The costs to support high-level research are simply greater than educational costs at other colleges and universities, which is why differential tuition strategies have been adopted by higher education systems across the nation, including Maryland, Texas, Wisconsin, North Carolina and California. Comparable Northeast public flagships have increased tuition and fees in response to these added costs and the inflationary increases that apply to research university expenditures. Including required fees, Stony Brook has the lowest tuition in the Northeast among our public flagship peers. The new tuition model recognizes the unique challenges and costs for a state flagship research university while allowing us to continue to provide access to educational excellence, which includes support for Pell-, Excelsior- and TAP-eligible students by ensuring they are not absorbing additional financial burdens from incremental tuition increases that would negatively impact their ability to attend Stony Brook.

Q: What is different now that Stony Brook is a flagship? For students, is the real difference a tuition increase? 

A: “Flagship” status is not about tuition. It is about recognizing the exceptional work we are already doingas the state’s premier public research university and about supporting the institution in a manner equivalent to the way other states across the nation fund their leading public institutions. As invited members of the prestigious American Association of Universities (AAU), Stony Brook University and University at Buffalo are recognized as being among the premier research universities in the nation and world. And like other AAU institutions, we attract the world’s best faculty as well as students who seek a world-class education. Our universities are known as preeminent centers of learning, scholarship, and discovery as well as powerful engines for economic development, technological innovation, clinical care, and cultural enrichment. We play a key role in positioning New York State for leadership on a global scale, with profound impacts on education, science, medicine and technology.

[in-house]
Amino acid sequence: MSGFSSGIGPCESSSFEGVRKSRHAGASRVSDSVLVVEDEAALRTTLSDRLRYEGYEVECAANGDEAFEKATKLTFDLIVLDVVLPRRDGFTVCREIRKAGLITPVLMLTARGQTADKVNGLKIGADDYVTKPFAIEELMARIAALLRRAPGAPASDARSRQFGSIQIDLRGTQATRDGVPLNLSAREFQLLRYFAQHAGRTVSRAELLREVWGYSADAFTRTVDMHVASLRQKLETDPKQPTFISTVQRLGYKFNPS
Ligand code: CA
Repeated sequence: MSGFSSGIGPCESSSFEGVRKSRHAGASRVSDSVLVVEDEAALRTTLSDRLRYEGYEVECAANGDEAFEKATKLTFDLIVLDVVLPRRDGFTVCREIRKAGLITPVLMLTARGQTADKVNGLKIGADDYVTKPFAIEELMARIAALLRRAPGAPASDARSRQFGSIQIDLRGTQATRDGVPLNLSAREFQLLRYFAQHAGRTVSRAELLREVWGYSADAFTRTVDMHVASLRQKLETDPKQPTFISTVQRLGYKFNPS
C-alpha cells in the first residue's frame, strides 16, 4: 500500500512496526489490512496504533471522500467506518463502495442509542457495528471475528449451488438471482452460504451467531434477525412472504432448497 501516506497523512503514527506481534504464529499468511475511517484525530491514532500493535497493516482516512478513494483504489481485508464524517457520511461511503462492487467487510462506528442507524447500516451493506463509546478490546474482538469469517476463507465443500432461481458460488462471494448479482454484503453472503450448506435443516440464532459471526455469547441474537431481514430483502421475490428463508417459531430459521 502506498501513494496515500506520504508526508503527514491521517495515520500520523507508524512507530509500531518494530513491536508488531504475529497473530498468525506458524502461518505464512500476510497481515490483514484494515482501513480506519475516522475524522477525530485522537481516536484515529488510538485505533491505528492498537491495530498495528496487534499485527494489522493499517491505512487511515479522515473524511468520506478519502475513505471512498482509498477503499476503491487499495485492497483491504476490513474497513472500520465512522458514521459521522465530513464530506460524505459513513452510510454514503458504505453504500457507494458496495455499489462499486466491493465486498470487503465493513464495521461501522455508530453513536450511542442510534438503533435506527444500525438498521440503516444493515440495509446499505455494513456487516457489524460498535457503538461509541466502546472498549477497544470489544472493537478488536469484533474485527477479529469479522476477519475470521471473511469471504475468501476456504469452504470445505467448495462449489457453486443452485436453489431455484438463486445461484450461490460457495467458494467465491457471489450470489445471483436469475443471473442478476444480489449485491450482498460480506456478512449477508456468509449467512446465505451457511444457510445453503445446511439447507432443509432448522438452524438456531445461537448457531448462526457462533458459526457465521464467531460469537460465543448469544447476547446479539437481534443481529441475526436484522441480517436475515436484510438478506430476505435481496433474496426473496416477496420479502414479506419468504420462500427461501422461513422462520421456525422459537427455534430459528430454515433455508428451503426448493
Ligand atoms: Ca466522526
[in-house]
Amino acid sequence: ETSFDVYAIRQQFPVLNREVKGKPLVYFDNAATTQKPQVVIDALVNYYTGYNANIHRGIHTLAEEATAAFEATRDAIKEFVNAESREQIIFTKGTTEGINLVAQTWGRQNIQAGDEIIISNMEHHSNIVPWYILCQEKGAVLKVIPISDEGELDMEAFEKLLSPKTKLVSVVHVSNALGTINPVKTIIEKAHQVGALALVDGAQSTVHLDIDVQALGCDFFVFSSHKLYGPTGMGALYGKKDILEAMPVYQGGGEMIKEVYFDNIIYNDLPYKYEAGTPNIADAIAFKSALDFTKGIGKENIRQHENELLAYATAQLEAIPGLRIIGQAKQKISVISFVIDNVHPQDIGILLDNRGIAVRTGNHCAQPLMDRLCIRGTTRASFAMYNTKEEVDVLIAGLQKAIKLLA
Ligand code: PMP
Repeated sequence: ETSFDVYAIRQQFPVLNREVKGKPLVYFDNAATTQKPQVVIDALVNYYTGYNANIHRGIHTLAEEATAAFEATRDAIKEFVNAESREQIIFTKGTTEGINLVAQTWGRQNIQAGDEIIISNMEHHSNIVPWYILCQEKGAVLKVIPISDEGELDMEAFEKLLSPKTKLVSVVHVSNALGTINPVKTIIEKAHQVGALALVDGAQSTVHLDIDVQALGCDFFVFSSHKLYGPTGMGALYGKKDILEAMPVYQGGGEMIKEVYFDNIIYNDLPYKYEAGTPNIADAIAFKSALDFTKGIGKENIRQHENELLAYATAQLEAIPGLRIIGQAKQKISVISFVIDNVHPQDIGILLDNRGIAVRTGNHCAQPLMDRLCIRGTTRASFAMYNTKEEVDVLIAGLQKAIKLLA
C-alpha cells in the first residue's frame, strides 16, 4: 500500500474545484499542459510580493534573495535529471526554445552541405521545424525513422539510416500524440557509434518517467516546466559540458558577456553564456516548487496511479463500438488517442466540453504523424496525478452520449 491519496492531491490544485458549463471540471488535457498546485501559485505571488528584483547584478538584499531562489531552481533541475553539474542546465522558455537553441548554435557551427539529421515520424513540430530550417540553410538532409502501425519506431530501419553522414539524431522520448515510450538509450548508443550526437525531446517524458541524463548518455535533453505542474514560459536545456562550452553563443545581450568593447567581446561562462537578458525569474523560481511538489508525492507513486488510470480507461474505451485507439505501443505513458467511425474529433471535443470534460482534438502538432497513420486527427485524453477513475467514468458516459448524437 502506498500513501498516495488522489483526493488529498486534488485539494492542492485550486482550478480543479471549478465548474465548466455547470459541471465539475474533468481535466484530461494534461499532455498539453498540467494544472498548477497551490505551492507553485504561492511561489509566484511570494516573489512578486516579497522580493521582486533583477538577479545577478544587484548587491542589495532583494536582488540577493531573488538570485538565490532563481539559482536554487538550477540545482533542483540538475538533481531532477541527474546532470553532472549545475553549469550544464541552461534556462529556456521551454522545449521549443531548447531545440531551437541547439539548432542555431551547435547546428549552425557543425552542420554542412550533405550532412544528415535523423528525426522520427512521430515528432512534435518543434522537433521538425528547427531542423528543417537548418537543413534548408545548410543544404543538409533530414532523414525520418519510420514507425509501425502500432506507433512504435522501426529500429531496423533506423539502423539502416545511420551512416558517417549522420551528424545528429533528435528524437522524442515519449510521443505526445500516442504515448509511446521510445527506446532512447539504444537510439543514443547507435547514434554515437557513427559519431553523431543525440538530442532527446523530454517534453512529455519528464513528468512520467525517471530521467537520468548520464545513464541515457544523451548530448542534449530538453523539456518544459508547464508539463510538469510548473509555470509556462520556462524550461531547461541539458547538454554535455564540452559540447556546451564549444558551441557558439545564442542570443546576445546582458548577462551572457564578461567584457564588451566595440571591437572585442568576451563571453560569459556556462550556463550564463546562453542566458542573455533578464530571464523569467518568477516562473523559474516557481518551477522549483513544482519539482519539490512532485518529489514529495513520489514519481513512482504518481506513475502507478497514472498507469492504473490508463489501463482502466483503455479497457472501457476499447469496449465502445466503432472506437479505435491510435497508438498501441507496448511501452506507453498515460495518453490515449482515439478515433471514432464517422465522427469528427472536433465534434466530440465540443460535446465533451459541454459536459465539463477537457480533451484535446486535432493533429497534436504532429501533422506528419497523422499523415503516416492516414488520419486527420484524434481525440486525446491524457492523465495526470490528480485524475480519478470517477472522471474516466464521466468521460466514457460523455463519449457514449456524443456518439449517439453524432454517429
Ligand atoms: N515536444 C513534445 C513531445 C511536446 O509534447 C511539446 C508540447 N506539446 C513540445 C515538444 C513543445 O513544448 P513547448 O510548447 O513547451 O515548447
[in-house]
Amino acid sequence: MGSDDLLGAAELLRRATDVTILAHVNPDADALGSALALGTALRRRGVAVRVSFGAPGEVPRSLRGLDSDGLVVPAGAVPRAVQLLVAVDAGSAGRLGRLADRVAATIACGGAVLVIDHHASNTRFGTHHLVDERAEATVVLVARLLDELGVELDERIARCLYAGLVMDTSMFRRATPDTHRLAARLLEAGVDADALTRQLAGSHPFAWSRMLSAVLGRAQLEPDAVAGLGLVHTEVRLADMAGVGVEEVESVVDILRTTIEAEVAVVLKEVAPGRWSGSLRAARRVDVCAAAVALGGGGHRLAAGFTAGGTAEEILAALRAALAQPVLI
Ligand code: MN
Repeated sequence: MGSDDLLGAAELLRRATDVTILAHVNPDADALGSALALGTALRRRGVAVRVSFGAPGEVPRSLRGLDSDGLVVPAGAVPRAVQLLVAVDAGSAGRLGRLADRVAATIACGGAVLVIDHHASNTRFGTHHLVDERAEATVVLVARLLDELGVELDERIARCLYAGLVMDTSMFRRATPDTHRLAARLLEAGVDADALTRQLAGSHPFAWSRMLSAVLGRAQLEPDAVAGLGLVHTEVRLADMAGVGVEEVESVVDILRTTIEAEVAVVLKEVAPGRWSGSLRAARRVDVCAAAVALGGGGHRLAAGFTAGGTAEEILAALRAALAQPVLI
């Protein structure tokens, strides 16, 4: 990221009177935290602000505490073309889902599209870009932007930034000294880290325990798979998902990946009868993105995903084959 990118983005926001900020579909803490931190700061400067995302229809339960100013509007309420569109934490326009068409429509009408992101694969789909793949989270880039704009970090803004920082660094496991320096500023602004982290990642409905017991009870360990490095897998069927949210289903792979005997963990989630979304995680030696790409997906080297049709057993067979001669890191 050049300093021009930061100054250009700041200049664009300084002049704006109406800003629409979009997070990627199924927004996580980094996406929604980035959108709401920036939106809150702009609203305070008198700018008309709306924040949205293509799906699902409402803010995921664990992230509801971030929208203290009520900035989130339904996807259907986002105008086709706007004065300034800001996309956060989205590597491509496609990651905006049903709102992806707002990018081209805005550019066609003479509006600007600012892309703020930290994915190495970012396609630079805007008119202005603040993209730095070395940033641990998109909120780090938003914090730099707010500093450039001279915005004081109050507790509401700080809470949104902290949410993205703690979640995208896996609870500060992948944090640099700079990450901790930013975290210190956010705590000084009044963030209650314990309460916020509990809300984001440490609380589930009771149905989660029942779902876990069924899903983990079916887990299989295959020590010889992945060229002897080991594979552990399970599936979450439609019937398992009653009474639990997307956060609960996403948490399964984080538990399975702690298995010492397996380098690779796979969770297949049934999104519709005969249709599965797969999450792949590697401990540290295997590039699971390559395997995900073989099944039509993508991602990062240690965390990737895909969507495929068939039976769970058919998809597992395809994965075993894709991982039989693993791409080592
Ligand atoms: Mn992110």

Q: What steps is Stony Brook taking to ensure it continues advancing its mission to serve all students, including many who come from modest means? 

A: We remain committed to ensuring affordability and accessibility for students from low-income, underserved, and disadvantaged backgrounds.  Stony Brook University remains one of the top schools nationally for promoting socioeconomic mobility, and over one-third of our students are Pell-eligible, and one-third are the first in their families to go to college. Access coupled with excellence is at the core of our mission and must be preserved. The proposed plan for a tuition increase protects the most economically disadvantaged students at Stony Brook. Because the proposal includes increases in TAP and Excelsior grants as tuition rises, students receiving TAP and/or Excelsior will not pay any additional out-of-pocket tuition.Additionally,  students who receive Pell but do not receive either TAP or Excelsior will see the increases in tuition covered by  the University.

Q: How will Stony Brook use the additional monies generated from increasing tuition?

A: Covering the tuition increases for students who are eligible for aid, thereby ensuring that they are not absorbing an additional financial burden, is a top priority for Stony Brook’s use of the additional tuition revenues. We are national leaders in our percentage of Pell-eligible students and social mobility. We are committed to maintaining this distinction among AAU institutions and remaining a destination for a diverse community of learners. Restoring faculty and staff reductions in crucial academic, research, and operational service areas caused by the last decade of static operating aid, minimal tuition increases, and contractual expenses is our second critical  priority.

The tuition increases will allow the university to ensure that students have access to the best possible educational experience, including areas like advising, required class availability, mental health services, career services, and the ability to work side by side with faculty in research labs. We must make sure that our students have the tools and support needed for success on their academic journeys.

Q: The governor also proposed a state-matched endowment program to generate funding for Stony Brook. What does this mean exactly?

A: Governor Hochul’s proposed state-matched endowment program calls on Stony Brook supporters to join us in an endowment match to help us to meet our mission. Stony Brook’s current endowment is the second smallest across AAU institutions. An increased endowment size will have a direct, positive effect on university rankings and reputation. Earnings from the State-match and funds raised would  be used for endowed professorships, scholarships and programmatic enhancements, as well as for innovative research, academic or clinical purposes. Endowments are developed to be invested for the long term. The principal is left to grow for the future, while modest investment income, typically four to five percent annually, is available to support current-year initiatives. As our endowment grows, the university is able to make future commitments and invest strategically in strengths while being able to respond to changing needs.  It will be important now, as it always has been and will continue to be, for Stony Brook to be a responsible steward of funds and resources so that it can continue to advance its mission focused on student access and success.

Q: Financial aid is currently capped by the maximum cost of attendance. Will the cap be raised if tuition is increased?

A: Yes, because the maximum cost of attendance would increase with a proposed tuition increase, the cap would be raised as well.